Intergroup friendships: Integrated and desegregated schools in northern Ireland

Carol McClenahan, Ed Cairns, S Dunn, V Morgan

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    33 Citations (Scopus)

    Abstract

    The friendship choices of two hundred twenty-six 11- to 12-year-old students and one hundred fifty 14- to 15-year-old students in Northern Ireland were examined, The students attended a planned integrated school, a Protestant desegregated school, or a Catholic desegregated school. Fifty-two percent of the total sample was Protestant, and 48% was Catholic. In-group bias was the exception rather than the rule, in all 3 schools, and was exhibited most often by secondary-school students during the ist months of their ist year. Intergroup contact seemed to help foster cross-group relationships, but there was no evidence that any 1 type of school was more effective in this respect.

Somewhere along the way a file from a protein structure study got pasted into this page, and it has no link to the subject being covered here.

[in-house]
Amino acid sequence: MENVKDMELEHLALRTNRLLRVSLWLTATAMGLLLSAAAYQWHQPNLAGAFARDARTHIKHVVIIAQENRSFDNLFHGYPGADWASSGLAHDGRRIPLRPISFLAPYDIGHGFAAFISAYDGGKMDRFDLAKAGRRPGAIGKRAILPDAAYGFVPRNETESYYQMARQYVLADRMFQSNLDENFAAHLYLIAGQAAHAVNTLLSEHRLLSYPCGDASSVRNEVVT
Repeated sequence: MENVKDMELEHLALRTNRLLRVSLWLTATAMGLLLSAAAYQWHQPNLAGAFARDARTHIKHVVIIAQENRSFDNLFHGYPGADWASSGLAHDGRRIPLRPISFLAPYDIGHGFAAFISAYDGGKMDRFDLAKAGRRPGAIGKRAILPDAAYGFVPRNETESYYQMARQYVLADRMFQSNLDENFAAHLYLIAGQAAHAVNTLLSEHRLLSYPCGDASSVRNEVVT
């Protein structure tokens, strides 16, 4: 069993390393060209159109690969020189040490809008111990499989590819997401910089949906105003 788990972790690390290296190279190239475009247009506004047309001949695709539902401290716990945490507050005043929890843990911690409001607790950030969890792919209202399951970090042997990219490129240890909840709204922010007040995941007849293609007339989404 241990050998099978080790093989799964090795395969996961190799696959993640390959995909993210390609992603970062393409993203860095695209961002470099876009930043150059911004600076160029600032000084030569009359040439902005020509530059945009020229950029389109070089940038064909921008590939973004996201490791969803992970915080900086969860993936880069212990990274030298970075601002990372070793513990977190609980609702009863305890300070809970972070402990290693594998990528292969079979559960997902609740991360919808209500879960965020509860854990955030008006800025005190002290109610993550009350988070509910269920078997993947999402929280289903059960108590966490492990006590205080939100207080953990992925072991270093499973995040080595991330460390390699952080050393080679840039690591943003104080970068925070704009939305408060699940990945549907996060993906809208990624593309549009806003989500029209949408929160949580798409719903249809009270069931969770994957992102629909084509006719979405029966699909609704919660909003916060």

Original languageEnglish
    Pages (from-to)549-558
    JournalJournal of Social Psychology
    Volume136
    Issue number5
    Publication statusPublished - Oct 1996

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    McClenahan, C., Cairns, E., Dunn, S., & Morgan, V. (1996). Intergroup friendships: Integrated and desegregated schools in northern Ireland. Journal of Social Psychology, 136(5), 549-558.